Page:A Dictionary of Music and Musicians vol 3.djvu/413

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��SCHUMANN.

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��regular duty, and though I can never forget the last few years, during which I have lived exclu- sively as a composer, and know that so productive and happy a time may perhaps never be mine again, yet I feel impelled towards a life of active work, and my highest endeavour would be to keep up the renown which the institution has so long enjoyed.' This wish was not realised, for Rietz remained in Leipzig. But Schumann's desire for a more extended field of work as a conductor was to be satisfied in another way in the following year.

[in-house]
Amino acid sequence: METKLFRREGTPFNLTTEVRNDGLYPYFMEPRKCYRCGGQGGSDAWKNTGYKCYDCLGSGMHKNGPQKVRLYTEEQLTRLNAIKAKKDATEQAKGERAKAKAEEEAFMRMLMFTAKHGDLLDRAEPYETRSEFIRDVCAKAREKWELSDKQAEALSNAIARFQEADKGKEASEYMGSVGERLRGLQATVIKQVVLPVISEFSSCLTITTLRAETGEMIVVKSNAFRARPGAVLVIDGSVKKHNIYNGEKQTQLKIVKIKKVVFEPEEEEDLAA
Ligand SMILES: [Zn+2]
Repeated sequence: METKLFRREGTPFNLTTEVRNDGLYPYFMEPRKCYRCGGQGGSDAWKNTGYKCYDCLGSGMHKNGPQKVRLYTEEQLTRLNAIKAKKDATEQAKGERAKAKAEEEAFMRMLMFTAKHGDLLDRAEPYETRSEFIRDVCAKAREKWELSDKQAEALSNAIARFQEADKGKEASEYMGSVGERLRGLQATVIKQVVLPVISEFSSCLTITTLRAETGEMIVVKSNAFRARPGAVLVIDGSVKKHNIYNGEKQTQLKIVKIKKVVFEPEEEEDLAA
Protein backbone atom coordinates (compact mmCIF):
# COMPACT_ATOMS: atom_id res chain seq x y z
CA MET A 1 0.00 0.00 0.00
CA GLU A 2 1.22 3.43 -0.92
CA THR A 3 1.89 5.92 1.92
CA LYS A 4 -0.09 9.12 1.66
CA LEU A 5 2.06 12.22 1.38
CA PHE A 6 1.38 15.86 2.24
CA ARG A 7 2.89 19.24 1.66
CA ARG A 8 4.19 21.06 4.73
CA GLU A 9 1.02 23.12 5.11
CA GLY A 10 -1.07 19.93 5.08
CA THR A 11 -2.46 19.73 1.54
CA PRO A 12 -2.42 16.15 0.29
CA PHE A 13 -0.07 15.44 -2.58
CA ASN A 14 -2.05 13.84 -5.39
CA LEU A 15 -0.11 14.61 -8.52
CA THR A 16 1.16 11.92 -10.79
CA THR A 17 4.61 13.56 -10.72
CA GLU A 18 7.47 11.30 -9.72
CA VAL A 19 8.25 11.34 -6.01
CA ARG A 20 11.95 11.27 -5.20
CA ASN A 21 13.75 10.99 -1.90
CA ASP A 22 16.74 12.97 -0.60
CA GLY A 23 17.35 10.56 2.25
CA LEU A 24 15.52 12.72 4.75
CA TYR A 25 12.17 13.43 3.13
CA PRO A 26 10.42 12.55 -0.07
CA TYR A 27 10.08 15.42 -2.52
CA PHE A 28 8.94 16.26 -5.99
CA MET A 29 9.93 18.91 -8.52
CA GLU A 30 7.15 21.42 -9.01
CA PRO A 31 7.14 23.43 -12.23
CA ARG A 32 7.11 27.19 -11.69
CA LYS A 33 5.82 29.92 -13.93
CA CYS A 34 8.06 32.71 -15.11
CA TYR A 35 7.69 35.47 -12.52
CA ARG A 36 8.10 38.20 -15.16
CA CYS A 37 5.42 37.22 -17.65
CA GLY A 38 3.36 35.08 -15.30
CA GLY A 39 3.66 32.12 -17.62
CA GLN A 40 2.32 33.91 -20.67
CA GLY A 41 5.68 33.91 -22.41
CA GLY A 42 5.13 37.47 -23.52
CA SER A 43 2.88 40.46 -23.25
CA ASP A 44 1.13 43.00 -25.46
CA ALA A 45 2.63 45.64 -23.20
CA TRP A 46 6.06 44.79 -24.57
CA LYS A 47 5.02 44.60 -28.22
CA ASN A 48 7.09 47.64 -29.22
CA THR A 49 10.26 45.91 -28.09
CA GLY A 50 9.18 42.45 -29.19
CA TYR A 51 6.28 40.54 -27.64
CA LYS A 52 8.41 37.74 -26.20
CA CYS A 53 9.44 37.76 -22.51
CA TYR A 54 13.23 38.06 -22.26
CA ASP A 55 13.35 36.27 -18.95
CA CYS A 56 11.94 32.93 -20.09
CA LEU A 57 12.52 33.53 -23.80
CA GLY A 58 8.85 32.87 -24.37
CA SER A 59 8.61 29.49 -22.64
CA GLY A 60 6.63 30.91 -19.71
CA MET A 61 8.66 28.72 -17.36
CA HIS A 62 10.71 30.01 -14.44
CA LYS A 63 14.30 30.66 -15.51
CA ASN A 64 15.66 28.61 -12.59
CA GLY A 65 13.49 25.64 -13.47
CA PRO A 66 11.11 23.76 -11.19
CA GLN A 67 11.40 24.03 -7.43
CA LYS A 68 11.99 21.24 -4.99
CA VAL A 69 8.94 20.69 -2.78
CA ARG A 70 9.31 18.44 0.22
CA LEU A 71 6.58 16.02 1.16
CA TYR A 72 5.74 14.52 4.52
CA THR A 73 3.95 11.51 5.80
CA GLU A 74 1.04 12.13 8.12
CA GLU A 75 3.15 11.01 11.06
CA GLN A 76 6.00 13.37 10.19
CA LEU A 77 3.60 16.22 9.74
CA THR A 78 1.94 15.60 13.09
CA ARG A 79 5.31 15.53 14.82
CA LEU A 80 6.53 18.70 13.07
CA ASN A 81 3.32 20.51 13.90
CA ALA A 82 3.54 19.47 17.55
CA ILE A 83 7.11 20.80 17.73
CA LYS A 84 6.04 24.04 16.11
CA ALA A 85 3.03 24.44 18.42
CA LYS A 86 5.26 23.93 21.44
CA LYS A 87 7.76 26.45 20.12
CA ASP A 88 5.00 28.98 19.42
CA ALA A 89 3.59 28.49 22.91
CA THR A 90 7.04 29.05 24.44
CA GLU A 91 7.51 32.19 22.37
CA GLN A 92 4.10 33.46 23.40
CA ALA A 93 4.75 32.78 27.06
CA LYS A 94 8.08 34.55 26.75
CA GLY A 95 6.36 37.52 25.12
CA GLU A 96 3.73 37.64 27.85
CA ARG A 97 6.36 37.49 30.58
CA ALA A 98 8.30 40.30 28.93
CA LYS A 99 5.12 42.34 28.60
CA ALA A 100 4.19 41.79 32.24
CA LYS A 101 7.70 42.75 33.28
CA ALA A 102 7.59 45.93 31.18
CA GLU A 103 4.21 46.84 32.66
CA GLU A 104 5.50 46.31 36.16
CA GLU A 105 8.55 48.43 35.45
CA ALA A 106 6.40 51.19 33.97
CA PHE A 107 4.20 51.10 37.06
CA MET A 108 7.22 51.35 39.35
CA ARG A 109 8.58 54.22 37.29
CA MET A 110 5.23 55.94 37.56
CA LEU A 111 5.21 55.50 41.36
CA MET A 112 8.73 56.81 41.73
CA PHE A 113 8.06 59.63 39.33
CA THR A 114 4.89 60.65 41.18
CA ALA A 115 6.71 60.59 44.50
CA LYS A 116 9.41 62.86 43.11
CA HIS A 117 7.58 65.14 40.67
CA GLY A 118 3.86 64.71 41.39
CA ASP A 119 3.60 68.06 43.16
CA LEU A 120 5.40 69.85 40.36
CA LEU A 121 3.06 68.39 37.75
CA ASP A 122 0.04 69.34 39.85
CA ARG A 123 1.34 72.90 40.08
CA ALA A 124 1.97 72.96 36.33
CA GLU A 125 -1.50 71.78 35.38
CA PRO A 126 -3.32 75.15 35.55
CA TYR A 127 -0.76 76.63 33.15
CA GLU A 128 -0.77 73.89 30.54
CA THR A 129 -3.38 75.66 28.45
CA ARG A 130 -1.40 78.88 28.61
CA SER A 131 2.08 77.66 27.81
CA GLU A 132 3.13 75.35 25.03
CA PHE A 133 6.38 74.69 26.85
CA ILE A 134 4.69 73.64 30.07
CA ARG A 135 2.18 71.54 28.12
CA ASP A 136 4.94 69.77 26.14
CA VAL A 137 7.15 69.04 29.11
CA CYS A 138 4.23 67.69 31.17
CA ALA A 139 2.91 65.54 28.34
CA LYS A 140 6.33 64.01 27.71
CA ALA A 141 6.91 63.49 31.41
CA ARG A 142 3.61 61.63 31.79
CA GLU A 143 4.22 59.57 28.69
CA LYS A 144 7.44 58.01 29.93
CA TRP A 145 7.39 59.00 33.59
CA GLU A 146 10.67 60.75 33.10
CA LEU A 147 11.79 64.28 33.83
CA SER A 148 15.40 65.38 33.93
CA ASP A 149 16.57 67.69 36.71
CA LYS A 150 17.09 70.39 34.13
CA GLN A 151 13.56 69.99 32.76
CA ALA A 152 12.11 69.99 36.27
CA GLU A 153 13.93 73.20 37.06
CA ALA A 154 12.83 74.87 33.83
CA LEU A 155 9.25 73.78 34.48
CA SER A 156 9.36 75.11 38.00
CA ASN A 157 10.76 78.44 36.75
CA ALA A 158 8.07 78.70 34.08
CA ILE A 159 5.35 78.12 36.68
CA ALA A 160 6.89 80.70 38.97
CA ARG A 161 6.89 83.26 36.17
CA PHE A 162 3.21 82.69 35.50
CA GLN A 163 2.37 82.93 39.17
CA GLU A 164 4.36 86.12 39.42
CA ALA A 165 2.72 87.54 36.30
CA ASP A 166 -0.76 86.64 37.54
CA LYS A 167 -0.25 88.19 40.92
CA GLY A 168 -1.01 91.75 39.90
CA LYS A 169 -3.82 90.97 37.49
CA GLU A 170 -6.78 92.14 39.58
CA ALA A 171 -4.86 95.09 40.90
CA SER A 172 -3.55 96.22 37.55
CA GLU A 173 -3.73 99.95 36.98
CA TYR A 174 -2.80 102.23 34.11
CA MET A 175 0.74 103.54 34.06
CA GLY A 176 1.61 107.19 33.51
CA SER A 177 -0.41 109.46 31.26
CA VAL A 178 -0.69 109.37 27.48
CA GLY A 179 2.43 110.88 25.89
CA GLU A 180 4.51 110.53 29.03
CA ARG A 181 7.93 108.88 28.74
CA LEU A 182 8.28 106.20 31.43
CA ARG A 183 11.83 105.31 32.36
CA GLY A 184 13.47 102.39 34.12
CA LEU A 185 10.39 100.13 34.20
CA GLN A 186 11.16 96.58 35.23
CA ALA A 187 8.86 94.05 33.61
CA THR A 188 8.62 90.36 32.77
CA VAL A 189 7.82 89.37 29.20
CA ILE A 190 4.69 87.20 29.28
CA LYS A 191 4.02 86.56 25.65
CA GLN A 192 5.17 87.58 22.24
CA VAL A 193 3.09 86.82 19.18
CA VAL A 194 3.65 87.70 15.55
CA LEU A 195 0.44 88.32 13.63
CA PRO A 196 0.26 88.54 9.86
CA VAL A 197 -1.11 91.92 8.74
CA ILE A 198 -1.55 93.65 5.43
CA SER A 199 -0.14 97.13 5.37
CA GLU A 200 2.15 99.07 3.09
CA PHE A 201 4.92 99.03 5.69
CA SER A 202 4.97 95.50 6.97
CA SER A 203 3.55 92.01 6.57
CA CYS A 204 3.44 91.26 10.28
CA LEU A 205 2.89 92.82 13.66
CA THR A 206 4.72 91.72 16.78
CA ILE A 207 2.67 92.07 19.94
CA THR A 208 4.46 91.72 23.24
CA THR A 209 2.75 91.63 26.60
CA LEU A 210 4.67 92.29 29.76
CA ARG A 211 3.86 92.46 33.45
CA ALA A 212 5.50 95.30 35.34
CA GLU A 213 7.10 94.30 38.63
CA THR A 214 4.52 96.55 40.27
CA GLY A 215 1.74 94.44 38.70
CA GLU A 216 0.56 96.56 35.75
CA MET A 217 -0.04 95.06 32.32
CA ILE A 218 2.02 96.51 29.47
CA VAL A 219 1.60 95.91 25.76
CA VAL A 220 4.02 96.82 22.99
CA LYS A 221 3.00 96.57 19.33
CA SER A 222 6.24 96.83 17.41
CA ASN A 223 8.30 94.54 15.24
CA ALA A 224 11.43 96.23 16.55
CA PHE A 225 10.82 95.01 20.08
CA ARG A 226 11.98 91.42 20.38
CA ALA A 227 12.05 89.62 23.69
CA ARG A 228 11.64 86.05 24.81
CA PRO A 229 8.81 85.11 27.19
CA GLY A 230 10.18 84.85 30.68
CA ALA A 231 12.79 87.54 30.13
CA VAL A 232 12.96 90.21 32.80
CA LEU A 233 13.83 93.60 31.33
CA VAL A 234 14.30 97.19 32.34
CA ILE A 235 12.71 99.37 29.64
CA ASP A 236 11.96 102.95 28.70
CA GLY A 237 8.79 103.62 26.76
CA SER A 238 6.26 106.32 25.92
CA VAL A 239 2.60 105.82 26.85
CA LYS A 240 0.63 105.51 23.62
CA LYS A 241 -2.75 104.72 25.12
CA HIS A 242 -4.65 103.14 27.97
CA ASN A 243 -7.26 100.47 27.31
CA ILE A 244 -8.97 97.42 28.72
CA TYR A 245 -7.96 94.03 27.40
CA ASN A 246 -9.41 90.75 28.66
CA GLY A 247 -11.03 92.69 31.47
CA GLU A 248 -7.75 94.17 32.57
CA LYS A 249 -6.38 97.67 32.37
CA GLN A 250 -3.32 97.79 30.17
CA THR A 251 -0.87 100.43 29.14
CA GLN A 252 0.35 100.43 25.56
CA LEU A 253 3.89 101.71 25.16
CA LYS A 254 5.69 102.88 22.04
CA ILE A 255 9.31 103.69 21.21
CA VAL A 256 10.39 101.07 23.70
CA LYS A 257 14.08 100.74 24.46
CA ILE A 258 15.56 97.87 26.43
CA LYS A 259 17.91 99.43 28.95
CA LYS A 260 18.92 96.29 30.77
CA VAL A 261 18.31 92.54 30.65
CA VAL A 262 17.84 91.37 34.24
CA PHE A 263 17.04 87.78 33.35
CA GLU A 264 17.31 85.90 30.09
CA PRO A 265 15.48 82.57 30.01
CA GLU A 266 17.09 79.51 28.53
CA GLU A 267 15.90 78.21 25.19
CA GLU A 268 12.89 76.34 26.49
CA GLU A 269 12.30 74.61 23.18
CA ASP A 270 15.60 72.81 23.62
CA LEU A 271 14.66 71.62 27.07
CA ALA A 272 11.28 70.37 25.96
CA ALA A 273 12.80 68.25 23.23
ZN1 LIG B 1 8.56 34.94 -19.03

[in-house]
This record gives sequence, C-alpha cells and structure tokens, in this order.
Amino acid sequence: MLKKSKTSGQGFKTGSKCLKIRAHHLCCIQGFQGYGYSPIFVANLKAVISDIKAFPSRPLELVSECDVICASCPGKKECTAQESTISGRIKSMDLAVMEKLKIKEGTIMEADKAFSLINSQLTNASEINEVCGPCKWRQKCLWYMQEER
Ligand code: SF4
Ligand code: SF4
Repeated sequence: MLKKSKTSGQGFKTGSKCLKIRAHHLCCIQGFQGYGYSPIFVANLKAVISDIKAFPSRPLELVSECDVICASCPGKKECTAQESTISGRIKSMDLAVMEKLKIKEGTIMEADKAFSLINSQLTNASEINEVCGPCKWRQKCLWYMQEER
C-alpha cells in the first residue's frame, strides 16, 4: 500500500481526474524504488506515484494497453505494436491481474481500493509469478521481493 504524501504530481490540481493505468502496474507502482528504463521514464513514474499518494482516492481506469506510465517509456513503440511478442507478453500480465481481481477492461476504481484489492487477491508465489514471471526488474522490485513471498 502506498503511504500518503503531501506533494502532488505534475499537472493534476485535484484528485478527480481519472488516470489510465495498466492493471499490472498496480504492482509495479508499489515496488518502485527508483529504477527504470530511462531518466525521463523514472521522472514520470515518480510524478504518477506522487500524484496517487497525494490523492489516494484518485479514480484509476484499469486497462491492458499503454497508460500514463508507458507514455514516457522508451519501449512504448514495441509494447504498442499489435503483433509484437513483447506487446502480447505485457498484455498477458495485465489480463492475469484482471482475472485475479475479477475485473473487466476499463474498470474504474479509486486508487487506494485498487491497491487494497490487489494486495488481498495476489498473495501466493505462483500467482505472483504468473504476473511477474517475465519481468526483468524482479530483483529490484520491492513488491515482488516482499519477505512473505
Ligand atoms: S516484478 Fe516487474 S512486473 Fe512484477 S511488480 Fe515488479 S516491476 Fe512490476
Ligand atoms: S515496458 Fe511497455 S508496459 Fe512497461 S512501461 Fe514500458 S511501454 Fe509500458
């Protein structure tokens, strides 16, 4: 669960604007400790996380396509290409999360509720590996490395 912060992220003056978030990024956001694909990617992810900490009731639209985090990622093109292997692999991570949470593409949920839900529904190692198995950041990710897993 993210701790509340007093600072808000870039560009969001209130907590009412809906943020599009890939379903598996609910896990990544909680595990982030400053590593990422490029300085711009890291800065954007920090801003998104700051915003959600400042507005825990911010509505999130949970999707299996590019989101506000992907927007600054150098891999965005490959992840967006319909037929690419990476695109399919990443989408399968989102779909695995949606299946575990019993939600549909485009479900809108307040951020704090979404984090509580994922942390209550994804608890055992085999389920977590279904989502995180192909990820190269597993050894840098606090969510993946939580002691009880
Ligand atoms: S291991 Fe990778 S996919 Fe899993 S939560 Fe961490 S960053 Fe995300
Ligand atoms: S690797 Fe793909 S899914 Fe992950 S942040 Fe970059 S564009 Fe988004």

In 1850 Hiller gave up his post in Diisseldorf to obey a call to Cologne as Capellmeister to that city. He suggested that Schumann should be his successor, and opened negotiations with him. Some efforts were made to keep him in Dresden and to obtain his appointment as Capell- meister to the King of Saxony ; but the attempt was unsuccessful, and Schumann accepted the directorship at Diisseldorf that summer though he left his native place with deep regret, and not without some suspicions as to the condi- tion of music in Diisseldorf, of which he had heard much that was unfavourable from Men- delssohn and Rietz. In his new post he had the direction of a vocal union and of an orchestra, and a number of concerts to conduct in the course of the winter. He arrived at Diisseldorf Sept. 2, 1850, and the first winter concert was in some sort a formal reception of him, since it consisted of the overture to ' Genoveva,' some of his songs, and Part I. of ' Paradise and the Peri.* It was under the direction of Julius Tausch ; Schumann himself appearing as conductor for the first time on Oct. 24.